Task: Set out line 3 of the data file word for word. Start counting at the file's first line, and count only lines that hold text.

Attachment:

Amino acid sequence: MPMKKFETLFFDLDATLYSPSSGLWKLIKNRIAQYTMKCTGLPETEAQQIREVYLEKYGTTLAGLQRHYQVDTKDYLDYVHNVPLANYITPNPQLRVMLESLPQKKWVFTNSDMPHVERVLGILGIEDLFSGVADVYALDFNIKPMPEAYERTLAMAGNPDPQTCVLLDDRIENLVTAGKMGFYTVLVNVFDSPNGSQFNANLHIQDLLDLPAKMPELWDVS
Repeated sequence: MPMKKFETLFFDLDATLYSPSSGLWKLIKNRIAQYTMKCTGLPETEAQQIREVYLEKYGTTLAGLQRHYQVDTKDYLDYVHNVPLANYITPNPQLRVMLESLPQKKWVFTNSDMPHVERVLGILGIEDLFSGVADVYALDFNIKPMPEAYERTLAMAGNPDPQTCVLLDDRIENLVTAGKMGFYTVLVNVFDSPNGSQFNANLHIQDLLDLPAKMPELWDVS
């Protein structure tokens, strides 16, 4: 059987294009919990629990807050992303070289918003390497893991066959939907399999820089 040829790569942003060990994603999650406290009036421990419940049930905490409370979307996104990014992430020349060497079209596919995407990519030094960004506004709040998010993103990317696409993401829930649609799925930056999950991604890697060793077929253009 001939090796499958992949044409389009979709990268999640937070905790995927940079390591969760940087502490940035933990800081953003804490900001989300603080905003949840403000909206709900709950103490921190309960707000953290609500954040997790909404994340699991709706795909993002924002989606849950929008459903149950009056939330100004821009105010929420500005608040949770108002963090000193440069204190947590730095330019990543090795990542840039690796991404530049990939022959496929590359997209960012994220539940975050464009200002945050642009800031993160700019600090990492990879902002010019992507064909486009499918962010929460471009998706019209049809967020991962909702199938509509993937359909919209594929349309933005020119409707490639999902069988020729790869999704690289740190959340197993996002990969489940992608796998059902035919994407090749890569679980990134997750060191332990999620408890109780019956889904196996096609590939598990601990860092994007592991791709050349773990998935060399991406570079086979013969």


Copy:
């Protein structure tokens, strides 16, 4: 059987294009919990629990807050992303070289918003390497893991066959939907399999820089 040829790569942003060990994603999650406290009036421990419940049930905490409370979307996104990014992430020349060497079209596919995407990519030094960004506004709040998010993103990317696409993401829930649609799925930056999950991604890697060793077929253009 001939090796499958992949044409389009979709990268999640937070905790995927940079390591969760940087502490940035933990800081953003804490900001989300603080905003949840403000909206709900709950103490921190309960707000953290609500954040997790909404994340699991709706795909993002924002989606849950929008459903149950009056939330100004821009105010929420500005608040949770108002963090000193440069204190947590730095330019990543090795990542840039690796991404530049990939022959496929590359997209960012994220539940975050464009200002945050642009800031993160700019600090990492990879902002010019992507064909486009499918962010929460471009998706019209049809967020991962909702199938509509993937359909919209594929349309933005020119409707490639999902069988020729790869999704690289740190959340197993996002990969489940992608796998059902035919994407090749890569679980990134997750060191332990999620408890109780019956889904196996096609590939598990601990860092994007592991791709050349773990998935060399991406570079086979013969």